One of your main actors, Chloe Grace Moretz, is actually in her teens, so she's close to the age of the character. So when you're writing for Moretz and talking to her about the way she's going to behave, what are the kinds of concerns you have that address what her or other actors feel is important?

Before we even started writing the script, we sat down with Chloe and talked to her about what she thought, what kind of story she would want to be a part of and how she saw the character. Then we started working on it and figuring out the story and wrote many versions of the script. Then I sat down with her and the other women that we'd cast and interviewed them. It was almost like a therapy session where we all just talked about things like: What are you like when you date someone? What are you like when you dump someone? What are you like when you're scared?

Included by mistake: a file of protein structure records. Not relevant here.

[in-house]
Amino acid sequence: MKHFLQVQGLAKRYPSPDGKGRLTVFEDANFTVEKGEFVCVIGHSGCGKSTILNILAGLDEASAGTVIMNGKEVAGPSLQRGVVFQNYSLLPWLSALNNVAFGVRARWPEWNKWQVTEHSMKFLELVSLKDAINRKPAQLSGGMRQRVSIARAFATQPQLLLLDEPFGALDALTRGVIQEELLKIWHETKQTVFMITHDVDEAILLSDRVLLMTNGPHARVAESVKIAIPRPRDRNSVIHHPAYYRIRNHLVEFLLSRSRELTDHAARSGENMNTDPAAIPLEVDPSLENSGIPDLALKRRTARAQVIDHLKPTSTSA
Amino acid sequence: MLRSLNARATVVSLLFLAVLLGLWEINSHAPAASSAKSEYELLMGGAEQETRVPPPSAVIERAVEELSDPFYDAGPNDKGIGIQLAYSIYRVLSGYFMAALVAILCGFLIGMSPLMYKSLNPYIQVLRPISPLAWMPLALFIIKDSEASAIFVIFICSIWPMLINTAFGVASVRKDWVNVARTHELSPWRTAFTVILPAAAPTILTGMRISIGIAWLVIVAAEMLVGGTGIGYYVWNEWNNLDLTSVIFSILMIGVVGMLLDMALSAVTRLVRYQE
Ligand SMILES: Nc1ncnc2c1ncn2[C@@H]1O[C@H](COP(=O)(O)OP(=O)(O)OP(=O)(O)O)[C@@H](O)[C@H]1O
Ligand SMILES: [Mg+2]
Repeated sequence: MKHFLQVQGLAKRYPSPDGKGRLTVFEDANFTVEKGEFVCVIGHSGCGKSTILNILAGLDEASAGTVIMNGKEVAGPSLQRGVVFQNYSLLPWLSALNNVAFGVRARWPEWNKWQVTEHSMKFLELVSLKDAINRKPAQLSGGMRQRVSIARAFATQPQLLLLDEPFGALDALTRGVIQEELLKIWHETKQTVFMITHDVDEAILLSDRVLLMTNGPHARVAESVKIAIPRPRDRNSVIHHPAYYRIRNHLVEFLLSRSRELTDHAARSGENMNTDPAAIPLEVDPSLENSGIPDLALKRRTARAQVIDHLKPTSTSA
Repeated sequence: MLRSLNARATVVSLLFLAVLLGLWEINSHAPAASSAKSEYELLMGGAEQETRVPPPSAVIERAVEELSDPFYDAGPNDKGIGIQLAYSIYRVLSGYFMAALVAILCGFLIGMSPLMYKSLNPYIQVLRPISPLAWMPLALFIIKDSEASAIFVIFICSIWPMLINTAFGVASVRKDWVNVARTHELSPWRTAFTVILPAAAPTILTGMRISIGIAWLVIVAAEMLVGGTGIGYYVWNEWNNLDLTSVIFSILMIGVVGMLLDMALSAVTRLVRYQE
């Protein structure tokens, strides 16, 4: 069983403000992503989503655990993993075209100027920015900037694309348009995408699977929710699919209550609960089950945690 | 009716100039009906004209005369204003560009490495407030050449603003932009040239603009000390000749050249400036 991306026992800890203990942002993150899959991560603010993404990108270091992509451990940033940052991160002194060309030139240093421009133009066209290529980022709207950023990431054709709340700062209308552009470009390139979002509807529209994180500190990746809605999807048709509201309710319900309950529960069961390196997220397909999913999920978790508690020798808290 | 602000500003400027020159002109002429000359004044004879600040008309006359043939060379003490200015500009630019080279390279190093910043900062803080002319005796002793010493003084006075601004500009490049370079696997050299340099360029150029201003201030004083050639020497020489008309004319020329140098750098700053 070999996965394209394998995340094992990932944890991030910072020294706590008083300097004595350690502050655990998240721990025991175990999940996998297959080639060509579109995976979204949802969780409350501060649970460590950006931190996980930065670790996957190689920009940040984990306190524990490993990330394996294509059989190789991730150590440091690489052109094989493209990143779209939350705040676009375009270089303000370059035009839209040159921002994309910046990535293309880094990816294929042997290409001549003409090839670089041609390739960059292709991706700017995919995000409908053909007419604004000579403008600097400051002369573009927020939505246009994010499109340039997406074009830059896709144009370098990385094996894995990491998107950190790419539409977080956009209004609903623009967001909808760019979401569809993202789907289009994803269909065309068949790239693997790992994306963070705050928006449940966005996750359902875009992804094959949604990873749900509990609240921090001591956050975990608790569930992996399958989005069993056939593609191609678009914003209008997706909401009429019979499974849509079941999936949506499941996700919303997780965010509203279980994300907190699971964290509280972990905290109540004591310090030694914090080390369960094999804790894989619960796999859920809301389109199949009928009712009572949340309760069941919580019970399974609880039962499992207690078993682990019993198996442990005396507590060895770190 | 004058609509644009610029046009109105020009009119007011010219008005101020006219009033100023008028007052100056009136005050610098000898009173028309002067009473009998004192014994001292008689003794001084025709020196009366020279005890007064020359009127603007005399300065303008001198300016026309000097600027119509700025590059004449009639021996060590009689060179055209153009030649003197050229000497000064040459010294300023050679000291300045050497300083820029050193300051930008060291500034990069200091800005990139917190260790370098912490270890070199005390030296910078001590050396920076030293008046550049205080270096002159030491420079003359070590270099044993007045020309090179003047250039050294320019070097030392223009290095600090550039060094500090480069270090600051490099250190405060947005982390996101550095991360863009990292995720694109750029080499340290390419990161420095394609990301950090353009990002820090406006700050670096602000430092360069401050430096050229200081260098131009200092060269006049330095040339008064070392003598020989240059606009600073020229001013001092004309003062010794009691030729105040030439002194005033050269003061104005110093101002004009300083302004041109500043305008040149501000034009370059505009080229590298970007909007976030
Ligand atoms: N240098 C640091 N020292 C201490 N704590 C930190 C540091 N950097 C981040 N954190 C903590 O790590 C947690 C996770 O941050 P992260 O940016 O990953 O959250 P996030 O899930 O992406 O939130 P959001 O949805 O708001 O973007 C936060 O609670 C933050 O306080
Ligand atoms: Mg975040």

I didn't do that much with the other characters because they were coming from the first movie. On the first movie, I did that with Zac Efron, Dave Franco and Seth Rogen. This time I didn't have to do that with anyone except for the sorority women. That's a big part of making sure it goes into their voices. I find that the most relatable emotional ideas tend to be gender-neutral and tend to be universal experiences. With this, it took us a long time to figure it out, but with the women it was that everyone is afraid when they get to college — that they're going to be seen as the high school losers they were. At first we were partially blinded by making sure they party as hard as the guys. We had a lot of stuff we were trying to service and we kind of neglected the simple emotional idea. As soon as we realized that, it was quick to figure out the script.

Did you settle on the idea of the sorority pretty early and did that give you comic ideas?